Futurisms: Critiquing the project to reengineer humanity

Sunday, June 13, 2010

James Hughes, the Enlightenment, and the radiant future

[Continuing coverage of the 2010 H+ Summit at Harvard.]

James Hughes had the morning talk after Patrick Hopkins. He basically did a rapidfire ten-minute version of a mini-essay he published earlier this year on transhumanism's inheritance of Enlightenment problems. That mini-essay was supposed to be part of a seven-essay series, although it looks like only five have been published. We have discussed a few of these essays on this blog (here, here, here, and here).
James Hughes, far right, enlightened by his laptop's glow.
Because of the short time slot, Hughes compressed his talk into a thesis with which I'm generally in agreement: that transhumanists don't usually realize that very many of their debates recapitulate Enlightenment debates, and they have a responsibility to learn about and engage with those arguments. We part ways with Hughes on the details, though (as evidenced by our series of responses), and in particular I'm skeptical about the idea that transhumanism's fractured Enlightenment inheritance spells positive things for its coherence and goodness, even when that inheritance is recognized and engaged with.

Here's just one example. Hughes notes that continental Enlightenment thinkers laid the foundations for the utopianism we find alive today in transhumanism. In particular, they pioneered the idea that pure reason would liberate us from the shackles of death and tyranny, a notion that Hughes more or less embraces (albeit with a huge caveat).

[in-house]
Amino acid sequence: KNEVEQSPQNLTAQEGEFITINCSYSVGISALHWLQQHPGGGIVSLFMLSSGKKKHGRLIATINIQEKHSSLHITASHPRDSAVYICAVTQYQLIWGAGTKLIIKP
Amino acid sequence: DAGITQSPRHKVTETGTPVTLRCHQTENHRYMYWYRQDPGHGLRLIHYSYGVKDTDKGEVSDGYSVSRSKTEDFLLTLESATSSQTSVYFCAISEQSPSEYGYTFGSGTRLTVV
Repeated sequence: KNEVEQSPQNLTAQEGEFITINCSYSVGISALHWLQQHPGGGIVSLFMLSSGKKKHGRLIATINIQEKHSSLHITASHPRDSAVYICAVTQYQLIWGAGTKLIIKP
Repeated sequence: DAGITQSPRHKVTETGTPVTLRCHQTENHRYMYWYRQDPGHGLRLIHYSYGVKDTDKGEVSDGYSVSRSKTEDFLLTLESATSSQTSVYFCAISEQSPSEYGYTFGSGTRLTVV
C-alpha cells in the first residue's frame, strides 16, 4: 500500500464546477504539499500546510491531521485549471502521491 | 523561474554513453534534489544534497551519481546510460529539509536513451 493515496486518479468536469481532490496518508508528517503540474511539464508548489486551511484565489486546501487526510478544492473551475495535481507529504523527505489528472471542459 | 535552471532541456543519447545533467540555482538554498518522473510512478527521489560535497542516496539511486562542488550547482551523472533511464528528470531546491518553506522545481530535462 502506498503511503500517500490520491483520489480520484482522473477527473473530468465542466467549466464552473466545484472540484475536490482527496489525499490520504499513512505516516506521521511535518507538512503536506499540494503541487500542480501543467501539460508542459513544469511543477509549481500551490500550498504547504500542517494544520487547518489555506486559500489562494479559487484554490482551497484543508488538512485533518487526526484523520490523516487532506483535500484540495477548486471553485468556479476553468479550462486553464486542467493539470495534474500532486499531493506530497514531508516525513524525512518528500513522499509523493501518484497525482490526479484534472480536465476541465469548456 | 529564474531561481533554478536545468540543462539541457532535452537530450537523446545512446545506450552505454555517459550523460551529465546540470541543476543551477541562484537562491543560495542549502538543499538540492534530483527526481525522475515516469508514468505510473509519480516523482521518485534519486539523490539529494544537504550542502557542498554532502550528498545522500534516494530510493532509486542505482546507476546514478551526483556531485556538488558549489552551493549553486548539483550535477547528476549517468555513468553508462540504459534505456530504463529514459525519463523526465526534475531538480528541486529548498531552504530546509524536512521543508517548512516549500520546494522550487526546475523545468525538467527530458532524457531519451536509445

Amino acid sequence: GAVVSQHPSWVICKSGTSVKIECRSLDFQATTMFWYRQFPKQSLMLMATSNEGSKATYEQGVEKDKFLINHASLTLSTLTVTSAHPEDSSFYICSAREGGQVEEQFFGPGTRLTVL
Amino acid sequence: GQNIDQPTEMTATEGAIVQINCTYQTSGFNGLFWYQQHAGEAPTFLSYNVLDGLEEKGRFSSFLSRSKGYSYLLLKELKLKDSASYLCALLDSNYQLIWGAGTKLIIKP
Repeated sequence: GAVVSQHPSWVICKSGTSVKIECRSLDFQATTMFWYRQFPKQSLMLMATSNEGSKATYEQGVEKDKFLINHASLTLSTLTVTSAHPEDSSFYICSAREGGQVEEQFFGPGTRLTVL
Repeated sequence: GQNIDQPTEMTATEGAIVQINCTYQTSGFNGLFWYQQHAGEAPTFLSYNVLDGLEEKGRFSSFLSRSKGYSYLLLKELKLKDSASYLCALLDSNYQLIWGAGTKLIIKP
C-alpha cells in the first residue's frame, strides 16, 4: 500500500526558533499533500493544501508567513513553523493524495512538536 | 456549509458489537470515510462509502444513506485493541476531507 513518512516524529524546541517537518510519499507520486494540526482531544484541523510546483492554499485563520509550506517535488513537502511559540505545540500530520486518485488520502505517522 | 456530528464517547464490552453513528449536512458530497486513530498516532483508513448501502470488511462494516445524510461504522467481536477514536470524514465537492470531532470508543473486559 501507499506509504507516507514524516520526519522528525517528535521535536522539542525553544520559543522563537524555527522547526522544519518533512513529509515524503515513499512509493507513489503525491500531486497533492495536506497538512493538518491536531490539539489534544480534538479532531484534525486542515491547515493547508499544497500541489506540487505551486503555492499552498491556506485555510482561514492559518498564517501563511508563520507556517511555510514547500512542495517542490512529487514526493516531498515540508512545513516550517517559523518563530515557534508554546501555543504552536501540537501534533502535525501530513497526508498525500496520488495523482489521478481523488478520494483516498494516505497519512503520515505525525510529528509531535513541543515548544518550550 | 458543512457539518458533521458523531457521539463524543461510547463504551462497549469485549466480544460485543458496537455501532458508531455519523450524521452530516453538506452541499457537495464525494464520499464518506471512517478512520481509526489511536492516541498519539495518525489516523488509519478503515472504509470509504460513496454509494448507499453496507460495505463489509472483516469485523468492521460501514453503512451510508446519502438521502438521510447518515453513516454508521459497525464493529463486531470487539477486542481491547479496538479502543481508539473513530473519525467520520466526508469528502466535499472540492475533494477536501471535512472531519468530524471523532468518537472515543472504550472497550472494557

Hughes calls particular attention to the Marquis de Condorcet, who "wrote one of the most remarkably utopian essays in the history of the Enlightenment, which proposed that reason would eventually liberate us all from the church and the state, that there would be women's suffrage eventually, that we would get rid of slavery eventually, and that we would get rid of unnecessary involuntary death." He's referring here to the Sketch for a Historical Picture of the Progress of the Human Spirit.

Although Hughes notes the difficult conditions under which Condorcet wrote his Sketch — he "was part of the French Revolution but was being hunted down by the Jacobins" when he wrote it — Hughes misses the significance of that fact. As Charles Taylor explains in his book Sources of the Self:

Certainly the greatest and fullest statement of the philosophy of history of the unbelieving Enlightenment is Condorcet's Esquisse [Sketch], taking us through ten ages of human existence, the tenth being the anticipated radiant future of mankind.... This passage takes on an additional poignancy when one reflects that it was written in 1793, when its author was in hiding in Paris, with a warrant for his arrest by the Jacobin-controlled Committee of Public Safety as a suspected Girondin, and that he in fact had only a few months more to live. There were, indeed, "errors, crimes, injustices" for which he needed consolation. And it adds to our awe before his unshaken revolutionary faith when we reflect that these crimes were no longer those of an ancien régime, but of the forces who themselves claimed to be building the radiant future. [Emphasis added.]

One can only hope that transhumanists will heed the darker lessons of the Enlightenment in their call for a radiant future incomprehensibly brighter than that dreamed of by the Jacobins. But that would require levels of responsibility and restraint that are not only not in evidence among transhumanists, but are basically inimical to its goals.

[NOTE: I'll have a few more posts tonight or tomorrow, catching up on other presentations from the conference, along with some more pictures and a few concluding thoughts.]

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